At its core this is a novel of freedom set in a time when freedom was questioned for so many across the south. Polites really hones in on the desperate tones of Augusta, her staff and those in town fearful of sickness. And in that desperation is an excitement that really keeps a reader enthralled and keeps the pages turning. Like Augusta, I (as a reader of her story) didn’t know who to trust and who to believe. The mystery really gives this novel some juice.

The moment in the book that grabbed me
I have to be honest, I am not really a fan of this book, although I enjoyed the second half far more than I enjoyed the first half. My major concern is the writing. To me, the writing was extremely slow paced, although the second half went by much faster. Also, the earlier flashback scenes seemed to be faster as well. The writing was especially dragging when the author got caught up in the details and really set the scene. He would describe every minute bit of the scene and it would take away fr ...more
Aug 01, 2012 Martha rated it really liked it
Shelves: debut-novels
This is a stunning debut novel with a little of something for everyone--and I mean that in a good way. There is history (how many novels conclude with a six page bibliography?), there is character development, and there is an element of suspense. What is most admirable is the writer's style. He sketches out the bones of the small Alabama town of Albion (fictional) and its characters. Then, after the death of her husband, as narrator Augusta (Gus) awakens to the reality of her world and the dece ...more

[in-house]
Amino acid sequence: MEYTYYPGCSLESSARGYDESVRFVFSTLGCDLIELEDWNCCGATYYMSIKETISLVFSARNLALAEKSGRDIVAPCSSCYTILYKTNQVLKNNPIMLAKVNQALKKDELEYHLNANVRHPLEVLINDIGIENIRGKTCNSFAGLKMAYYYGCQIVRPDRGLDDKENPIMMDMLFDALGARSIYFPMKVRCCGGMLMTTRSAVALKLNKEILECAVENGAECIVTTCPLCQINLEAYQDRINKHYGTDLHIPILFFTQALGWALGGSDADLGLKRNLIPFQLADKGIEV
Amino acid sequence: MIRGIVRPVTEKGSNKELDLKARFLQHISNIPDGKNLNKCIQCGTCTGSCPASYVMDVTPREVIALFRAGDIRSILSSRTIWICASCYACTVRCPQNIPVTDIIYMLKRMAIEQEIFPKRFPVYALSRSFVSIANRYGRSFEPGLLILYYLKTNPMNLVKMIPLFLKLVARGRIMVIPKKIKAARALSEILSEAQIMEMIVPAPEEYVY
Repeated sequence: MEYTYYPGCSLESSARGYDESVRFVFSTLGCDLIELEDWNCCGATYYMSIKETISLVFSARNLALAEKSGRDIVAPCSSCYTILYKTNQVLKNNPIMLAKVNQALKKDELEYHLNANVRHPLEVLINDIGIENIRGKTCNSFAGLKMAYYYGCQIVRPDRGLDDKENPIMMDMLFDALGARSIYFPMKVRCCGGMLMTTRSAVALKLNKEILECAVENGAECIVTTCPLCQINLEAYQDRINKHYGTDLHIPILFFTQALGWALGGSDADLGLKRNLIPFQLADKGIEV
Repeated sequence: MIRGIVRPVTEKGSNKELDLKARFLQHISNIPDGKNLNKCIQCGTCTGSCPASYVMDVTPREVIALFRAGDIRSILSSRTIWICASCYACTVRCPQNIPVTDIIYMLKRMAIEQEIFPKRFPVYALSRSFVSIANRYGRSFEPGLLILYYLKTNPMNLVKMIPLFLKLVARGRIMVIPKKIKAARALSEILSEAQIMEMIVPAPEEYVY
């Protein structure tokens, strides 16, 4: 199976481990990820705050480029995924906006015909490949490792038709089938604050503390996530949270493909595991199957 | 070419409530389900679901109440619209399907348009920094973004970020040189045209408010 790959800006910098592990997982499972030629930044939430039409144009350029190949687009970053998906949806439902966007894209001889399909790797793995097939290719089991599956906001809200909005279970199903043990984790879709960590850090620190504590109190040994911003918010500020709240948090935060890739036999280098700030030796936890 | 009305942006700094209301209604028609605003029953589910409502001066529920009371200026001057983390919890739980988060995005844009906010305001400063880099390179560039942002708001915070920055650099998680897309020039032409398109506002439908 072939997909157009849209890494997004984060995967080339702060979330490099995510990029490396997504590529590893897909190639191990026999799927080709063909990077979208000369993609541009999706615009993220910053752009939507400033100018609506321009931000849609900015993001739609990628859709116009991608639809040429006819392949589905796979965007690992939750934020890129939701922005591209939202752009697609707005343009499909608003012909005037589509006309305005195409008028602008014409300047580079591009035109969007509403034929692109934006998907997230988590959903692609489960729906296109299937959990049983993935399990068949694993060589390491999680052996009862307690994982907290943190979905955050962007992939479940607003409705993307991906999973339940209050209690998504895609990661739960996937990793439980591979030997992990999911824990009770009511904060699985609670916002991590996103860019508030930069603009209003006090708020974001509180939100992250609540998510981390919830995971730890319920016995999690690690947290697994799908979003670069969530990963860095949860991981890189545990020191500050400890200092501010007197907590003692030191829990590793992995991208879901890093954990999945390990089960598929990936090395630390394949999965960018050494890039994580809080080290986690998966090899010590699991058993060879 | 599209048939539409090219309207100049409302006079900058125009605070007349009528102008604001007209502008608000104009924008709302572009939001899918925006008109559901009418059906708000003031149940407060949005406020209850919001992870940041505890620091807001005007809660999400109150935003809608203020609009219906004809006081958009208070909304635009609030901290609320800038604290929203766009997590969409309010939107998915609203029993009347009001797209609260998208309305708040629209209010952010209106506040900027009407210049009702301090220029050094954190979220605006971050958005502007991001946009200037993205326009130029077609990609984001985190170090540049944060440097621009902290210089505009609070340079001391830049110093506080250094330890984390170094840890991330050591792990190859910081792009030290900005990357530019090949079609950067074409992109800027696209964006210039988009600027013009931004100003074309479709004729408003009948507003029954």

Sharon Huether
Dec 11, 2011 Sharon Huether rated it it was amazing
Shelves: first-reads
The Rebel wife by Taylor M Polites Thankyou Goodreads. This was a wonderful book. The story took place after the slaves were freed, some had no place to go, so they remained with their former owners. It was the Antebellum South. A young widow whoes relatives and late husband, were not the most honest of men. She was very strong in her beliefs of what was right and what should be hers from her late husbands estate. It wasn't only herself, but she had a young son and loyal servants she wanted to h ...more
The Lit Bitch
May 15, 2012 The Lit Bitch rated it really liked it
Shelves: first-reads
Saturated in rich, golden prose Taylor Polites’s novel, The Rebel Wife, oozes engrossing detail and with such a commanding voice/tone from the first page….I found it difficult to put down. The novel contains whispers of literary delight from beloved American classics such as Gone with the Wind and is told with a dark edge which echos William Faulkner.

Just as the blazing cover suggests, this novel radiates from within….a golden Southern Gothic novel sure to win the hearts and admiration of many r
Shari Larsen
Mar 23, 2013 Shari Larsen rated it really liked it
Augusta Branson is a young widow trying to survive in the violent world of Reconstruction Era Alabama. When her scalawag husband dies, ( man she was to forced to marry by her mother) dies of a mysterious illness, at first she is relieved to finally be a widow, but when she finds that the fortune she expected to inherit is gone, she is forced to fend for herself and her young son. She slowly awakens to the new reality of her life; her social standing is stained because of her marriage, she is alo ...more
Real rating: 3.5 stars.